Examining Mindfulness – Notes From One Study

This isn’t the usual sort of post for this blog. I’m looking through some of the literature about mindfulness, and I plan to post a few summaries of studies, at least for my own understanding of it. If you’d like to look at little more closely at mindfulness, please join me.

Shapiro, S.L., Carlson, L.E., Astin, J.A., & B. Freedman. 2006. Mechanisms of Mindfulness. Journal of Clinical Psychology, 62(3), 373-386.

This article reviewed the mechanisms by which mindfulness might work and proposed a model of mindfulness. Much of the research on mindfulness evaluates the effectiveness of interventions such as Mindfulness Based Stress Reduction, and shows that it can effectively treat psychological as well as physical symptoms. To examine how mindfulness works, the authors break the practice down into three “building blocks” of mindfulness:

  • Intention – the issue here is “why are you practicing mindfulness?” It could be for such purposes as self-regulation (e.g. to relieve a physical symptom), self-exploration, or self-liberation
  • Attention – observing one’s own moment-to-moment internal and external experience. It does not involve interpretation, but simply paying attention to the present experience.
  • Attitude – the qualities that one brings with them to paying attention. For example, is it cold and clinical or is it a friendly and compassionate presence? When one pays attention to their experience in an open, curious, and kind way, the result may be a capacity to not constantly strive for one kind of experience or push another kind away. The desired outcome is an acceptance of what is.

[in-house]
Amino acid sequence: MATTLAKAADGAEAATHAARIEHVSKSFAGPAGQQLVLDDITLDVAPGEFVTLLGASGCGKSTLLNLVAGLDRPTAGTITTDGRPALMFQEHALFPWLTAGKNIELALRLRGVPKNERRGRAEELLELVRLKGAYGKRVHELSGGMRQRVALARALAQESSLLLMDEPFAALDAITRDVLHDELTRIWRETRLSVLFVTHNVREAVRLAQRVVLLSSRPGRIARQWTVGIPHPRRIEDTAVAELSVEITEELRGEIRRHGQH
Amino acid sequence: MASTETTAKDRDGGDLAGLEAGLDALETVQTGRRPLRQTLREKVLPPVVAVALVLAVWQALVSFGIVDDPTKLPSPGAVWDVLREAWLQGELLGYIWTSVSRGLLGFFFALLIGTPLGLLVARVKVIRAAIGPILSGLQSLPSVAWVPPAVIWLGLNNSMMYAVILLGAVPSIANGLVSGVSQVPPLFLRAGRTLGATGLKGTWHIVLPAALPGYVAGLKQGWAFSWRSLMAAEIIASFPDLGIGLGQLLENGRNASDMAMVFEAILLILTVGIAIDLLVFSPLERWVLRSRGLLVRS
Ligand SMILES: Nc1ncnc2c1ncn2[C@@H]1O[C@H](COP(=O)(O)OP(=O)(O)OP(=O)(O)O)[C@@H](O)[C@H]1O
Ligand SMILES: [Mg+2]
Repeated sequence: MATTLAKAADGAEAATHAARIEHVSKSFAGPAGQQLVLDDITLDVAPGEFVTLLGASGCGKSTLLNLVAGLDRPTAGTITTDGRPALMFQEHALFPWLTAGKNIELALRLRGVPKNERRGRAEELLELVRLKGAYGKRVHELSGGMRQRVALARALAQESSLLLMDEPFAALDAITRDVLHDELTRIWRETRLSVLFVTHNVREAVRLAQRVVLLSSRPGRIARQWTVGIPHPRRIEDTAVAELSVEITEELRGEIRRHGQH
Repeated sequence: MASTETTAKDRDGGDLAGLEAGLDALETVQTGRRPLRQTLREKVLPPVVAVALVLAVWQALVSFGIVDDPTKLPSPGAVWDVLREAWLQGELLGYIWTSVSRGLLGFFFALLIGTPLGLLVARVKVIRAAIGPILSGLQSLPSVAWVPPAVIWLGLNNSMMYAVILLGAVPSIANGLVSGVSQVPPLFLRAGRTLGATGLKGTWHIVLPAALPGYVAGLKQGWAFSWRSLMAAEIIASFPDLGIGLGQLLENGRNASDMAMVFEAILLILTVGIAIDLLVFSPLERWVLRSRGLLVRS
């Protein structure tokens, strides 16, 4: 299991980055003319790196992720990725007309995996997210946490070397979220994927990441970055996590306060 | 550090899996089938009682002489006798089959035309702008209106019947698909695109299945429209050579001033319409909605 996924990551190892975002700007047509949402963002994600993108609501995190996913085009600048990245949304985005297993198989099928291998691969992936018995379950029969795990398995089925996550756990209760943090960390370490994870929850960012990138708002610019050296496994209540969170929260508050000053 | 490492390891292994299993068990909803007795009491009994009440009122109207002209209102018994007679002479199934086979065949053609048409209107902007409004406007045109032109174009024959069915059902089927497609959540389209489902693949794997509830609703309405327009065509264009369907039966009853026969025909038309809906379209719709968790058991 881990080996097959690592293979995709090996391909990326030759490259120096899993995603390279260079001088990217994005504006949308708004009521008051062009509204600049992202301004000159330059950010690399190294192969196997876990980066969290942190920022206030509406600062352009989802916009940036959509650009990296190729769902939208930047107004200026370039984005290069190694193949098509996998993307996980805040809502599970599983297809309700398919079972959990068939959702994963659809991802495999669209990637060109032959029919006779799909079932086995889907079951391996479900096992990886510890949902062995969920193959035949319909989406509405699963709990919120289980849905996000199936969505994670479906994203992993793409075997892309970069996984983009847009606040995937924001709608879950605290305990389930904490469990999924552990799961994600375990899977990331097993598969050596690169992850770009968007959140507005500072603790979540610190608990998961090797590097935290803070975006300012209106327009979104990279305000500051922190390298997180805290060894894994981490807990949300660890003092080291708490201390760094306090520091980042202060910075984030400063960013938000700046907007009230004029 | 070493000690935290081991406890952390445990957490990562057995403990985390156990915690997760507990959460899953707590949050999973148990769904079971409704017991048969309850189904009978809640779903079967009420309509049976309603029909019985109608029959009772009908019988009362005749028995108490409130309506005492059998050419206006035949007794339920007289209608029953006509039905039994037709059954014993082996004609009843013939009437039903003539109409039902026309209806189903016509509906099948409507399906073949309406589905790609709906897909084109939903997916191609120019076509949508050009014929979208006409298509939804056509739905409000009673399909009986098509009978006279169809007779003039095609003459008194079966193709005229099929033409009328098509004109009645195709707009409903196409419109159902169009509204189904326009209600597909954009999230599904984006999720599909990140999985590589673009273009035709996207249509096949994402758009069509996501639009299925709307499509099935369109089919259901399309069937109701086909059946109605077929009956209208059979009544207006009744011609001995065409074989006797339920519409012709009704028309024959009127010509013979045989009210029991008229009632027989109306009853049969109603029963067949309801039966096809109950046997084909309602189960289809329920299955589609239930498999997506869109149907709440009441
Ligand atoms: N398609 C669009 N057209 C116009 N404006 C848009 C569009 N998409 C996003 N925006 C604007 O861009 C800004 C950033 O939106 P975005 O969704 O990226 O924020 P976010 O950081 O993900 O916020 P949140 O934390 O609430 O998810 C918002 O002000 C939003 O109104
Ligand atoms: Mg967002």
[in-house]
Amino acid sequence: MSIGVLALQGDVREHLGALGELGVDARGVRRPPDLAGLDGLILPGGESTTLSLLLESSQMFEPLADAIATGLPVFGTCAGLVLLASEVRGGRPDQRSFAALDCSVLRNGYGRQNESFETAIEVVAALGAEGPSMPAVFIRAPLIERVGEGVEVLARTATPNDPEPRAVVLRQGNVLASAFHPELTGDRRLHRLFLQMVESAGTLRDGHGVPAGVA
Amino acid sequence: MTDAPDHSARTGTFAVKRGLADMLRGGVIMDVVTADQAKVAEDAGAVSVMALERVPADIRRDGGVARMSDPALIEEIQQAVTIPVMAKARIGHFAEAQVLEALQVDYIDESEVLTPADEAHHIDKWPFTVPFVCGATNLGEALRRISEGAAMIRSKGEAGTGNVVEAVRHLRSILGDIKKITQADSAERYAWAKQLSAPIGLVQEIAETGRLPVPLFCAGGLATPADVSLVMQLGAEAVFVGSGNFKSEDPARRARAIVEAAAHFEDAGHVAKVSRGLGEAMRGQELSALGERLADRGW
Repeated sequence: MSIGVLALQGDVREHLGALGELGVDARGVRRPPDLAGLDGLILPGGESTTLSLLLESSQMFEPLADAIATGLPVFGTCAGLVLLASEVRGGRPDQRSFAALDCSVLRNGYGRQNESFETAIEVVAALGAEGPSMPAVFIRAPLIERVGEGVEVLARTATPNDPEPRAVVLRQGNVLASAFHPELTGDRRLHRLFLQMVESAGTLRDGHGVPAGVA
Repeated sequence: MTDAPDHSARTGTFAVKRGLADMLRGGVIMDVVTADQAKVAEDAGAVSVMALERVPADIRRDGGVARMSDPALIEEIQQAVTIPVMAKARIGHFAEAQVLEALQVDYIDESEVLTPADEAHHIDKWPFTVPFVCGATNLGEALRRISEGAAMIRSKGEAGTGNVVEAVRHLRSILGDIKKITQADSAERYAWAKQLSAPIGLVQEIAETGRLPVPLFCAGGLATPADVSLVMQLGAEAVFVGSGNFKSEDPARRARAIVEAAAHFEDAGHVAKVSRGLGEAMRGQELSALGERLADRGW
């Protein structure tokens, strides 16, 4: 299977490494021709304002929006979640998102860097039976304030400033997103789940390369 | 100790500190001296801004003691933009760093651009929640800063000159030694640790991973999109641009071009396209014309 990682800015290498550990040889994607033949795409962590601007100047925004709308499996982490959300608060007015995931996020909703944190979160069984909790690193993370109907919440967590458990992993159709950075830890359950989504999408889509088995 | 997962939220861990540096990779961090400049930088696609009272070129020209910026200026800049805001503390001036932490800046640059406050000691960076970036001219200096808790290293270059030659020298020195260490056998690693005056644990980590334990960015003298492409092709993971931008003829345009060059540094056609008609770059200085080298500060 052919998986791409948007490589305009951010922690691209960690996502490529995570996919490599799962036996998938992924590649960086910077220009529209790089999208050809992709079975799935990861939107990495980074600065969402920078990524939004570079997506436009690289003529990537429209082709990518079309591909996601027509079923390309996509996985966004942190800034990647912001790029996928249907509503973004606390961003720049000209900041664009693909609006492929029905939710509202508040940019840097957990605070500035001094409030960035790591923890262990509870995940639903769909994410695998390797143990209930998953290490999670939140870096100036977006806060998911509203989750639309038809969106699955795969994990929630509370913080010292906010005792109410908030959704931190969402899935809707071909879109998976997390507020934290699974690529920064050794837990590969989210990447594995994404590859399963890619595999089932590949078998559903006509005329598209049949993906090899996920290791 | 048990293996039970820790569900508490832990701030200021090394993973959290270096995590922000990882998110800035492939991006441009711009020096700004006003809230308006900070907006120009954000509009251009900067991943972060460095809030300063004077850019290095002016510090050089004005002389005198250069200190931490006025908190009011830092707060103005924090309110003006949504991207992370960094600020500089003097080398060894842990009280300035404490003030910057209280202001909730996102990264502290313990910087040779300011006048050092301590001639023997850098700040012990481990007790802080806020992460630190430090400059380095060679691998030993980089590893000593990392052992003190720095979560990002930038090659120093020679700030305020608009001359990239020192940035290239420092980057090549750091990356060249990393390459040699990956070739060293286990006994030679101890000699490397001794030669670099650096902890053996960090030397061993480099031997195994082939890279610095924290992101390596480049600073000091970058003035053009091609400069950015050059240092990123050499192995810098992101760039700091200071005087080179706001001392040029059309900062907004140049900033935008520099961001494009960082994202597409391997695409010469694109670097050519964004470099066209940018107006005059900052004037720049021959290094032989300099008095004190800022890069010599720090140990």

The authors suggest that intentionally attending to experience with openness and without judgment leads to a shift in perspective that they term “reperceiving.” Instead of being immersed in our life story, we can stand back and witness it from a little distance. This perspective changes the experience and makes us less likely to react automatically. The authors draw a parallel between this and the development of an ability, as a child grows older, to take the perspective of another person. We are no longer caught up in a subjective or self-centered view of the other person and can more accurately understand the other person’s world. Reperceiving strengthens a sort of “observing self” who can observe conscious experience without being fused with it or defined by it.

Some additional mechanisms or processes are described as following from reperceiving. One is self-regulation. Intentional, nonjudgmental attention to our experience allows us to connect with what is happening without having to react and avoid. Automatic and maladaptive responses may drop away if we can experience anxiety or pain from a little distance, seeing it as a temporary thing that will pass.

Reperceiving can help us be more purposeful about choosing what really is important to us. While we might have adopted values based on what our culture or family provided, mindful observations make it easier to consider what is truly meaningful for us, choosing values reflectively rather than reflexively.

Greater cognitive and behavioral flexibility may follow from our ability to see our experience clearly and observe our internal commentary about it. Our thoughts may become less automatic and, more objectively observing our experience, we have more choice over how we think about and respond to our circumstances.

Finally, reperceiving may allow for us to tolerate greater exposure to emotions, thoughts, or sensations that previously were experienced as intolerable. If we can remain still, so to speak, in the face of such experiences, their power over us diminishes. The benefits of such exposure, in terms of decreased anxiety and avoidance, are well-documented in research.

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